Rbjscott yes you can get stainless in the same thicknesses as conduit and yes it would be be strong. The difference is Stainless that we use for boats are Tubing (outside diameter) and Conduit is pipe (inside diameter). The easiest way to explain it is 3/4 conduit and 7/8 Stainless are equivalent. With that being said if you were to use 3/4 Stainless it is actually smaller than 3/4 conduit but still stronger. Not to get to far off the answer he was looking for but this is what most people don't understand when it comes to aluminum rigging. Aluminum is weak and brittle so when you build a rigging out of aluminum you have to use bigger and thicker material to get the same strength out of it. When you are done the aluminum rigging will out way a stainless rigging by a lot.
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Re: Stainless vs Conduit rigging

Postby Seven3 » Fri Jan 26, 2018 3:24 pm

Blackwater, you probably don't remember me but I met you recently riding with an FWC officer at the stub canal, and I'd appreciate your input. This rigging is going on a 13x7'2 Benny Webb hull built out of .125. My first airboat was a 12' Thurman that had conduit rigging. On my 12 footer, the main struts under the seat we're 3/4 conduit, everything else was 1/2 conduit (even the hoops); it was very light. When I rebuilt that boat I pulled the rigging off myself and could get in the center of it and walk it all over my yard easily, and I only weigh 180 pounds.

So if I went with a similarly built stainless set-up, single driver, double passenger, double hoop, etc (typical rigging you'd find on a Thurman) what would your estimate be on the weight increase over conduit? I am planning on going with a high compression SV 540 for power, so I'll save some weight there over an AV. And Ive made the mistake of selling my last three Thurmans/Benny Webbs, so I plan on keeping this boat a very long time.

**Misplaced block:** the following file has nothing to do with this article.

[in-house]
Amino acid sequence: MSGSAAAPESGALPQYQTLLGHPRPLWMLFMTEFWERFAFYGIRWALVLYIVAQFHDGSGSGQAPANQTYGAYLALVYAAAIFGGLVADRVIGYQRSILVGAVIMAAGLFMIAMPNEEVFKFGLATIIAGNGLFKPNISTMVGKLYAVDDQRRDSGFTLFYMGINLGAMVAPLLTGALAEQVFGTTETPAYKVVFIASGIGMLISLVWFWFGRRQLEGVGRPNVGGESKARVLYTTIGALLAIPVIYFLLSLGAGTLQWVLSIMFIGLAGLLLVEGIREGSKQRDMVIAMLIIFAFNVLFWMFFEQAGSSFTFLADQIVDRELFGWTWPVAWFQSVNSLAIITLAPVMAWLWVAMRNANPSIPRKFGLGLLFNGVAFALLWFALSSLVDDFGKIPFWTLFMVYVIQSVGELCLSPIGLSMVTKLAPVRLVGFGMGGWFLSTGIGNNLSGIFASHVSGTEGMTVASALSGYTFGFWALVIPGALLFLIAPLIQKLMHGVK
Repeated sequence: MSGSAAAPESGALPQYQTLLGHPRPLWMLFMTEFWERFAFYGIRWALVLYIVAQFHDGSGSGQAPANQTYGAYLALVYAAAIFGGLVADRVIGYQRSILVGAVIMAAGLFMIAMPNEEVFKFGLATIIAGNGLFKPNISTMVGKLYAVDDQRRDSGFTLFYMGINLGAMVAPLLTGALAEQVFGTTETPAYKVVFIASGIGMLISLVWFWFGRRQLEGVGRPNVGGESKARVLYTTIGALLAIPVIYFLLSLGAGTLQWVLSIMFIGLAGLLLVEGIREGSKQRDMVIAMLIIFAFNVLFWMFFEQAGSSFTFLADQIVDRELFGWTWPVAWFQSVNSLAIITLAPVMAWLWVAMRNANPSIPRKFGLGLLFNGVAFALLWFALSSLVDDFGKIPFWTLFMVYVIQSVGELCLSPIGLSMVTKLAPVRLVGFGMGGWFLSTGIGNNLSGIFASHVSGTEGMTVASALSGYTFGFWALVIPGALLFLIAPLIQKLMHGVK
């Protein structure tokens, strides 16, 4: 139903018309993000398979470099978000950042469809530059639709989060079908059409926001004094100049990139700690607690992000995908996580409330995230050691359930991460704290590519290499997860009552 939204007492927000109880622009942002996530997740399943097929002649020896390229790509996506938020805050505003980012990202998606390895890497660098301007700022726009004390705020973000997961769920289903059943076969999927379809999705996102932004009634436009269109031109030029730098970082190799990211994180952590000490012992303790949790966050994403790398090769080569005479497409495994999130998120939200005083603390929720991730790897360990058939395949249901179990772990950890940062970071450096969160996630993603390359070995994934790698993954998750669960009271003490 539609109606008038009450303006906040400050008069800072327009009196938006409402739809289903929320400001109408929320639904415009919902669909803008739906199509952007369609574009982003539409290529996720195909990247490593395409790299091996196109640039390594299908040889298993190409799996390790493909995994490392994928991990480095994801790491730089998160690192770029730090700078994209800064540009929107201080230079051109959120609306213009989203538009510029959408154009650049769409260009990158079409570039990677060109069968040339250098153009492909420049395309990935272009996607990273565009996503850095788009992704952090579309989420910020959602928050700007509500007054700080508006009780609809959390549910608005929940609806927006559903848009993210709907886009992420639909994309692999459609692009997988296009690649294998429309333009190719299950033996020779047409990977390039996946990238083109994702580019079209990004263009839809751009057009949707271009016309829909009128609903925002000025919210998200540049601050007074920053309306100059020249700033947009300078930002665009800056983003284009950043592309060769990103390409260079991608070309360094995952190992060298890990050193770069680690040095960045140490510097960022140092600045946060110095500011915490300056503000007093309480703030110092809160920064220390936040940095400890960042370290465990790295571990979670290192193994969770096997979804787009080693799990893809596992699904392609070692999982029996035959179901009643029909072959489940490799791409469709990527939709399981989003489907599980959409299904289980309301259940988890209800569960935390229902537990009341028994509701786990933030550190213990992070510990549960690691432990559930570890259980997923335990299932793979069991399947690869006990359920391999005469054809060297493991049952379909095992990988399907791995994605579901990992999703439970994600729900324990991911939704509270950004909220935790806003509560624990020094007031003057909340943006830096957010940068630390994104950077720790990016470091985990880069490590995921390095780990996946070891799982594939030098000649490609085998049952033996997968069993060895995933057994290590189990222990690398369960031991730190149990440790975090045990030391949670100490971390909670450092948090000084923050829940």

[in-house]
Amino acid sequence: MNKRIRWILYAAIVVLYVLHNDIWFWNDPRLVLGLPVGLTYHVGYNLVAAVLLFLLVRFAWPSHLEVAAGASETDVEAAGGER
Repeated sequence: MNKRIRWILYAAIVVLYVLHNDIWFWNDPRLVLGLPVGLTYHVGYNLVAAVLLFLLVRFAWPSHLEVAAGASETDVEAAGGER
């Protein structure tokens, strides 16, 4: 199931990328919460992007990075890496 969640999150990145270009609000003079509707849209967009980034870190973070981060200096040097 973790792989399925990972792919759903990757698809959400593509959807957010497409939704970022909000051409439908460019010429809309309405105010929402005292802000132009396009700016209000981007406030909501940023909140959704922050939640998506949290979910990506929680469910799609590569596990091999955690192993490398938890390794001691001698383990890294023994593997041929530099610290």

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Re: Stainless vs Conduit rigging

Postby Seven3 » Fri Jan 26, 2018 3:46 pm

If we are talking about adding 70 pounds or less of additional weight by going to stainless I would consider it. But I know how an airboat rides all comes down to set up, so I don't want to add big chunks of weight here and there, because it will all add up in the end. I was willing to sacrifice the additional weight by going .125, because that adds durability to the hull and that weight is disbursed throughout the boat.

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Re: Stainless vs Conduit rigging

Postby Scarecrow » Fri Jan 26, 2018 6:24 pm

Why not ask the manufacturer of the ss what the weight is per ft then weight a piece of conduit?

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Re: Stainless vs Conduit rigging

Postby Seven3 » Fri Jan 26, 2018 6:44 pm

I was hoping to get input from people who have either built or owned both types of rigging. Like someone posted earlier, you can use a thinner diameter when going with ss, and also less bracing because it stronger. So comparing the weights of similar sizes doesn't necessarily tell the whole story. I've talked to some who say ss is too heavy and will make a boat ride poor, then other people say if built correctly the difference is negligible. Difficult to get a consistent answer on this one.